Monthly Archives: June 2015

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    News Roundup: Product Recalls Hitting the Headlines in June

    This month, a number of food and nutraceutical products were recalled due to undeclared ingredients and other issues. The following items were among them.

    Ranch Salad Dressing from Pinnacle Foods Group
    Parsippany, New Jersey-based Pinnacle Foods Group recalled more than 8,600 cases of its Wish-Bone Ranch Salad Dressing due to mislabeling. The company issued the voluntary recall after a consumer pointed out that bottles produced on April 23 and labeled as being filled with ranch dressing actually contained another of its products, Wish-Bone Blue Cheese Dressing. Egg, an ingredient in the blue cheese dressing but not the ranch variety, was not listed in the nutritional information section of the label, as the packaging incorrectly pertained to the ranch flavor. This put individuals sensitive to egg allergens at risk, although no adverse effects have been reported as yet.

    Spinach Dip from La Mexicana Food Products
    La Mexicana Food Products, headquartered in Vernon, California, recalled its spinach dip earlier this month following the revelation that milk had not been listed as a sub-ingredient of the sour cream used in the product. Milk is one of the eight foods that cause 90 percent of allergic reactions, according to the nonprofit organization Food Allergy Research and Education. If they consume the allergen, severely allergic individuals may experience life-threatening anaphylaxis.

    Sour Caramel Apple Gum from Project 7
    Individuals who are allergic to milk may be wary of consuming products such as dip even if they don't see the dairy item listed on the panel of ingredients, but they're much less likely to think twice about something like gum. However, that may change in the wake of a voluntary recall involving San Clemente, California-based specialty gum and mint company Project 7. The company recalled all lots of its nationally sold Sour Caramel Apple Gum distributed between August 20, 2014, and June 11 of this year following the discovery that the caramel flavoring contained traces of dairy.

    Chicken Products from Big Easy Foods Louisiana Cuisine
    Big Easy Foods Louisiana Cuisine, located in Lake Charles, Louisiana, recalled more than 93,000 pounds of its boneless stuffed chicken in connection with an undeclared allergen. Personnel from the United States Department of Agriculture's Food Safety and Inspection Service noticed wheat was not mentioned on the packaging of either the raw or cooked forms of the product, despite the fact that the chicken stuffing included an ingredient that contained wheat. The USDA classified the recall as Class II, defined by the department as "a health hazard situation where there is a remote probability of adverse health consequences from the use of the product."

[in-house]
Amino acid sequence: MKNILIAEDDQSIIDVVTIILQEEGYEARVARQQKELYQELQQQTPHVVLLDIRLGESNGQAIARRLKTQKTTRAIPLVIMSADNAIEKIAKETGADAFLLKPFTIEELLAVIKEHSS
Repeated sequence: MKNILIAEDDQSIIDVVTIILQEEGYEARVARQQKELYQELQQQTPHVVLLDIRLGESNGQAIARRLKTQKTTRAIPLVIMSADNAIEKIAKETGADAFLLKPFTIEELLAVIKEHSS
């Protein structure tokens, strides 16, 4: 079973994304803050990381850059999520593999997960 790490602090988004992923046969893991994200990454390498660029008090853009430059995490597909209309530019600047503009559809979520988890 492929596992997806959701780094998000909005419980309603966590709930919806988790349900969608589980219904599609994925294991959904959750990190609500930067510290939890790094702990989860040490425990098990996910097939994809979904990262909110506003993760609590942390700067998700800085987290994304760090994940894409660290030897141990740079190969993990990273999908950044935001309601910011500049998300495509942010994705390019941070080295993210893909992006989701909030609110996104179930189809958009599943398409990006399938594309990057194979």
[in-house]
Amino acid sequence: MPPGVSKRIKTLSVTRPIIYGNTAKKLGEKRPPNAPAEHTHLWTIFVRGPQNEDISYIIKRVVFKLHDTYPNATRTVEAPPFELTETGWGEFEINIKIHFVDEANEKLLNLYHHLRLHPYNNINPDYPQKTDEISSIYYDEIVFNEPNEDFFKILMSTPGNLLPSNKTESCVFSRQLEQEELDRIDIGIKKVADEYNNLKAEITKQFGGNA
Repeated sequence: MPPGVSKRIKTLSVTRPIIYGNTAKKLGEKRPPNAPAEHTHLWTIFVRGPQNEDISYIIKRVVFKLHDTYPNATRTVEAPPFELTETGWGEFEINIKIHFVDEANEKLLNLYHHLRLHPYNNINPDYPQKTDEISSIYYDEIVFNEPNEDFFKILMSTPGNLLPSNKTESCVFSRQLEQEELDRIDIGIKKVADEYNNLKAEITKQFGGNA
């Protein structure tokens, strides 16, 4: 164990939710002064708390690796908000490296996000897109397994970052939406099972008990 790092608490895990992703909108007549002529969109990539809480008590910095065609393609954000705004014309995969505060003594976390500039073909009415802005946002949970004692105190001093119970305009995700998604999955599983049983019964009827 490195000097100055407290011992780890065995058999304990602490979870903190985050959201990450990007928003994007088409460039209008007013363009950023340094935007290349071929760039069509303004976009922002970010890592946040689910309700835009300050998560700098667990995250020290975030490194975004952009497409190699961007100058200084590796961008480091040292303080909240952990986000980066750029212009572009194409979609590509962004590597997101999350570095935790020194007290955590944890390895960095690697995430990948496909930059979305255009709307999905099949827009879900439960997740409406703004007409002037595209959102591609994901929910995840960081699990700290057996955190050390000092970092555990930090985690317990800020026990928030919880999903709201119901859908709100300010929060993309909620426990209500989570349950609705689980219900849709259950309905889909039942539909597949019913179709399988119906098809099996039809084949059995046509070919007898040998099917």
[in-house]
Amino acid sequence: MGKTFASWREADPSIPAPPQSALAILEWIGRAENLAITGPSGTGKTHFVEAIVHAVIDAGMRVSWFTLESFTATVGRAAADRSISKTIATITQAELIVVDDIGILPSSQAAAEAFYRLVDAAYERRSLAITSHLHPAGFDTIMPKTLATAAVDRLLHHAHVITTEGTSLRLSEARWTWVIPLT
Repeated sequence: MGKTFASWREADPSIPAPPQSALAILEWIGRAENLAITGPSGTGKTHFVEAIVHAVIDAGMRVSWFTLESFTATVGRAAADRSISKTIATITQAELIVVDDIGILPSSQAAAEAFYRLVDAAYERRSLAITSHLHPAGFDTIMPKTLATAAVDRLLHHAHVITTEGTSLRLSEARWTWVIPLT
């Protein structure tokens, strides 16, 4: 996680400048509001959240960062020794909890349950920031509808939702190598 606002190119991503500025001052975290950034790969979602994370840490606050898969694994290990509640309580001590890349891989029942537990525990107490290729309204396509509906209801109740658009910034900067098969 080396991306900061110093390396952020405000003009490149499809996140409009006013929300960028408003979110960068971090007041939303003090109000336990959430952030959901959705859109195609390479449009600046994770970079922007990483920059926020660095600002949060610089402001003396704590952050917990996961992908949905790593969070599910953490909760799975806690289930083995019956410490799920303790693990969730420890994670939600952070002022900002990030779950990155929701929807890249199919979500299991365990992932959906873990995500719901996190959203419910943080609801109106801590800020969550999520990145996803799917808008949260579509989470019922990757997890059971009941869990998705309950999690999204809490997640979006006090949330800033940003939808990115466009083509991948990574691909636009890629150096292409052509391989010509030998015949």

Sausage Products from Venus Foods
    California company Venus Foods found itself grappling with a similar issue to the one that befell Big Easy Foods Louisiana Cuisine after a routine label review. FSIS personnel found that the packaging of three variations of Venus Foods' Uncle Lin pork sausage products did not declare the presence of wheat. Outlined by the Mayo Clinic, wheat and gluten allergies can manifest themselves in a number of ways, from relatively minor symptoms (headaches and congestion) to anaphylaxis, which may lead to death. As with the Big Easy stuffed chicken, the recall was categorized as Class II. 

    Pyrola Advanced Joint Formula capsules from G&C Natural Nutrition
    More often than not, label recalls involve food products, but sometimes nutraceuticals come under scrutiny as well. This was the case with Pyrola Advanced Joint Formula capsules from G&C Natural Nutrition, which may contain two undeclared substances: non-steroidal anti-inflammatory drug diclofenac and over-the-counter antihistamine chlorpheniramine. Ingesting an NSAID such as diclofenac can pose cardiovascular and gastrointestinal risks, while taking antihistamines can cause drowsiness.

  • Numbers, Phrasing and Formatting Confuse Consumers Examining Food Labels

    The Numbers Problem